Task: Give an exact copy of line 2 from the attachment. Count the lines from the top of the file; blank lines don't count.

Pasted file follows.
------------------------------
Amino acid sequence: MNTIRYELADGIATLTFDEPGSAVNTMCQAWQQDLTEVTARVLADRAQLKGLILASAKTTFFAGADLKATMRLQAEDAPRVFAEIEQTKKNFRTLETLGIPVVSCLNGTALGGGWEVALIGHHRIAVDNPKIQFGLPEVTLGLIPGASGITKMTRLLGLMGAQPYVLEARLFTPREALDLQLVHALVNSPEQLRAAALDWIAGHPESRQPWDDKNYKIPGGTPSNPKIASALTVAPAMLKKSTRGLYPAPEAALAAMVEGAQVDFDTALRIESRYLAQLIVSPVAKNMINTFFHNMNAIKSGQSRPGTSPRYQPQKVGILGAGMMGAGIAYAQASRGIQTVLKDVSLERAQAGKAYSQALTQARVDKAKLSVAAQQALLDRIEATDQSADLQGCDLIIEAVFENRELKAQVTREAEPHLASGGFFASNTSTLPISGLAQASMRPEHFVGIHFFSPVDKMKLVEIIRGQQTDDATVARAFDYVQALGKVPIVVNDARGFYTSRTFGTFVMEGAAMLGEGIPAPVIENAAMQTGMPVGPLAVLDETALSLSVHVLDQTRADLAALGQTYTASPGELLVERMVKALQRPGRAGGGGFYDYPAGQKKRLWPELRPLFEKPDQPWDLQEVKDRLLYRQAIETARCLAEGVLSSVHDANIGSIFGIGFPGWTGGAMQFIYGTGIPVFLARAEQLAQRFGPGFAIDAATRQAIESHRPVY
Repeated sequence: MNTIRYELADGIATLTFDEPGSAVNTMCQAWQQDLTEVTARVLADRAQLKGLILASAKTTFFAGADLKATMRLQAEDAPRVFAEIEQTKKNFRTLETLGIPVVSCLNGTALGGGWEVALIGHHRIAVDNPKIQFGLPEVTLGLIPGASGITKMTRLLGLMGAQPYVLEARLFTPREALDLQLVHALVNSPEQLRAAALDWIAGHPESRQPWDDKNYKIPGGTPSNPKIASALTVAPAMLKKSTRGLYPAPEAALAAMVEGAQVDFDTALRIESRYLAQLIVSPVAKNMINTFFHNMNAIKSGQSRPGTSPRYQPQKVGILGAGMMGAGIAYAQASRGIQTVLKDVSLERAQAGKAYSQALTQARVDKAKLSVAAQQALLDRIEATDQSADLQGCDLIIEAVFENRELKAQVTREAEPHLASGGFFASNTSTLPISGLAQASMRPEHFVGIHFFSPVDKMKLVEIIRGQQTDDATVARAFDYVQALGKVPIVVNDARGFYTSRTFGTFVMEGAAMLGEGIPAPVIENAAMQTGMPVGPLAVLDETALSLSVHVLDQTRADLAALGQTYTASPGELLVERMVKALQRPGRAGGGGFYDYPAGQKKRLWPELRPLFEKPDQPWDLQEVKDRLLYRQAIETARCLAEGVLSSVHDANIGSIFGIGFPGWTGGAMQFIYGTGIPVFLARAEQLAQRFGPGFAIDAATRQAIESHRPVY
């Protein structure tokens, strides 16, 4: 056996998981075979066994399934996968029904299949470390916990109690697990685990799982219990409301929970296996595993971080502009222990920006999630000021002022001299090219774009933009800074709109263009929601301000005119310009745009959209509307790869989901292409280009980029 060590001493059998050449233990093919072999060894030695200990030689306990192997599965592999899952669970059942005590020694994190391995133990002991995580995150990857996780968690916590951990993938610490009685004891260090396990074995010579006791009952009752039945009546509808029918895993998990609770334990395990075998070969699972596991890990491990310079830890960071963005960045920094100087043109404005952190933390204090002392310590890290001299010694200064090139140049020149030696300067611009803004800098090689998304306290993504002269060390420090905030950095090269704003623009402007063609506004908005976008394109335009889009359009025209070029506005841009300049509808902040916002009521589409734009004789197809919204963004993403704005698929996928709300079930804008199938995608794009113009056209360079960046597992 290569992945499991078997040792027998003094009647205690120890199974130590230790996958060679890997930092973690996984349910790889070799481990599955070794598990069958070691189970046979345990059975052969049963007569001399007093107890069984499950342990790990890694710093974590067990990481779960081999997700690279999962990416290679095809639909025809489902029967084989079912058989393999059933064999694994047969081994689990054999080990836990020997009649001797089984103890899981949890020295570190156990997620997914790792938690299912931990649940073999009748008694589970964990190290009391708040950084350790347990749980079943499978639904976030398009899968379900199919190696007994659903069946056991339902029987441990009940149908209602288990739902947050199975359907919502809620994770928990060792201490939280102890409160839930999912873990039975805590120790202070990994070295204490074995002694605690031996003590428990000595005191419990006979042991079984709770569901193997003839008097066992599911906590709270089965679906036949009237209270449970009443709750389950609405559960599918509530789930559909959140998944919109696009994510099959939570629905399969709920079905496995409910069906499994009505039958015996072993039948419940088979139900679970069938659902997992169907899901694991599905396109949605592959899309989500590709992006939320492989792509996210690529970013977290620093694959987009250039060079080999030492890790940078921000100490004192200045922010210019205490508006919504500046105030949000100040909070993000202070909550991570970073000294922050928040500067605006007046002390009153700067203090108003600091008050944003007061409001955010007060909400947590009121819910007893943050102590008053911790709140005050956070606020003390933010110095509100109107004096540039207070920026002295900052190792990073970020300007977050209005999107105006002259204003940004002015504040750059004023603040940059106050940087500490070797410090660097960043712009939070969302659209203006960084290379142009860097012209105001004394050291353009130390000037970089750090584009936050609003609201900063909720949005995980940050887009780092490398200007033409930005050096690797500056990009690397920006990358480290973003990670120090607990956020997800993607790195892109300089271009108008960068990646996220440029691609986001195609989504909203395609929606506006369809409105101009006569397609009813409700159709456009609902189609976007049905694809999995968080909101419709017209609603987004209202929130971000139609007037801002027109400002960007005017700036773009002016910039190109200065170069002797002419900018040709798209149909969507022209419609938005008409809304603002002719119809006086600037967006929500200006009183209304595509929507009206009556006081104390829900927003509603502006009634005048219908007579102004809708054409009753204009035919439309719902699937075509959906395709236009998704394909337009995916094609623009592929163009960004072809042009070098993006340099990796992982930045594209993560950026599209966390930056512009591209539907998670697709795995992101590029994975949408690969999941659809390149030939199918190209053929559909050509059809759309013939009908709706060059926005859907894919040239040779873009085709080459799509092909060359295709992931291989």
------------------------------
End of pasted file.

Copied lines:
Repeated sequence: MNTIRYELADGIATLTFDEPGSAVNTMCQAWQQDLTEVTARVLADRAQLKGLILASAKTTFFAGADLKATMRLQAEDAPRVFAEIEQTKKNFRTLETLGIPVVSCLNGTALGGGWEVALIGHHRIAVDNPKIQFGLPEVTLGLIPGASGITKMTRLLGLMGAQPYVLEARLFTPREALDLQLVHALVNSPEQLRAAALDWIAGHPESRQPWDDKNYKIPGGTPSNPKIASALTVAPAMLKKSTRGLYPAPEAALAAMVEGAQVDFDTALRIESRYLAQLIVSPVAKNMINTFFHNMNAIKSGQSRPGTSPRYQPQKVGILGAGMMGAGIAYAQASRGIQTVLKDVSLERAQAGKAYSQALTQARVDKAKLSVAAQQALLDRIEATDQSADLQGCDLIIEAVFENRELKAQVTREAEPHLASGGFFASNTSTLPISGLAQASMRPEHFVGIHFFSPVDKMKLVEIIRGQQTDDATVARAFDYVQALGKVPIVVNDARGFYTSRTFGTFVMEGAAMLGEGIPAPVIENAAMQTGMPVGPLAVLDETALSLSVHVLDQTRADLAALGQTYTASPGELLVERMVKALQRPGRAGGGGFYDYPAGQKKRLWPELRPLFEKPDQPWDLQEVKDRLLYRQAIETARCLAEGVLSSVHDANIGSIFGIGFPGWTGGAMQFIYGTGIPVFLARAEQLAQRFGPGFAIDAATRQAIESHRPVY